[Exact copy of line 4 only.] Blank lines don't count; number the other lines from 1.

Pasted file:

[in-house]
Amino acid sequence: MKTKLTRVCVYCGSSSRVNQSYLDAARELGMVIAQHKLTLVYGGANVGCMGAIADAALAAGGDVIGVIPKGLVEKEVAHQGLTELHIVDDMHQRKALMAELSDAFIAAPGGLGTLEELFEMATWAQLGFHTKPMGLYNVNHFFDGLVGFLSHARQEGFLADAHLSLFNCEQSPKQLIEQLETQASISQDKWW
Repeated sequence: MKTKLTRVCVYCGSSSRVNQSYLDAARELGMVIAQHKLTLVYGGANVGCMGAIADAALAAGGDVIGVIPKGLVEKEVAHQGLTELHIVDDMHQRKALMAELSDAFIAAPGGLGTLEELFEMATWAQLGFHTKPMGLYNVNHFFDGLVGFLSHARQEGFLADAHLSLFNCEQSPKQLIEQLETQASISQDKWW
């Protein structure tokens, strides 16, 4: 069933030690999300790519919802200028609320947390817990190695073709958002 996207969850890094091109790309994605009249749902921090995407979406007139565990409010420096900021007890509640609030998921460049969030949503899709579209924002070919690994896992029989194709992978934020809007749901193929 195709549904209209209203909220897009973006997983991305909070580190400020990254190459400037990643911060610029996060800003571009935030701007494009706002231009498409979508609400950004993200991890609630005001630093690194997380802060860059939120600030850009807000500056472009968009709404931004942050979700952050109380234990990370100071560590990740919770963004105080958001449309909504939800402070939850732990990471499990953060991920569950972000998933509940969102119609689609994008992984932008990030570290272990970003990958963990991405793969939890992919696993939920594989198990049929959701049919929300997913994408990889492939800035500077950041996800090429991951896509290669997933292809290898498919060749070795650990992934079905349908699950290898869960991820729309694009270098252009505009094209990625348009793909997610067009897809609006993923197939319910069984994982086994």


């Protein structure tokens, strides 16, 4: 069933030690999300790519919802200028609320947390817990190695073709958002 996207969850890094091109790309994605009249749902921090995407979406007139565990409010420096900021007890509640609030998921460049969030949503899709579209924002070919690994896992029989194709992978934020809007749901193929 195709549904209209209203909220897009973006997983991305909070580190400020990254190459400037990643911060610029996060800003571009935030701007494009706002231009498409979508609400950004993200991890609630005001630093690194997380802060860059939120600030850009807000500056472009968009709404931004942050979700952050109380234990990370100071560590990740919770963004105080958001449309909504939800402070939850732990990471499990953060991920569950972000998933509940969102119609689609994008992984932008990030570290272990970003990958963990991405793969939890992919696993939920594989198990049929959701049919929300997913994408990889492939800035500077950041996800090429991951896509290669997933292809290898498919060749070795650990992934079905349908699950290898869960991820729309694009270098252009505009094209990625348009793909997610067009897809609006993923197939319910069984994982086994």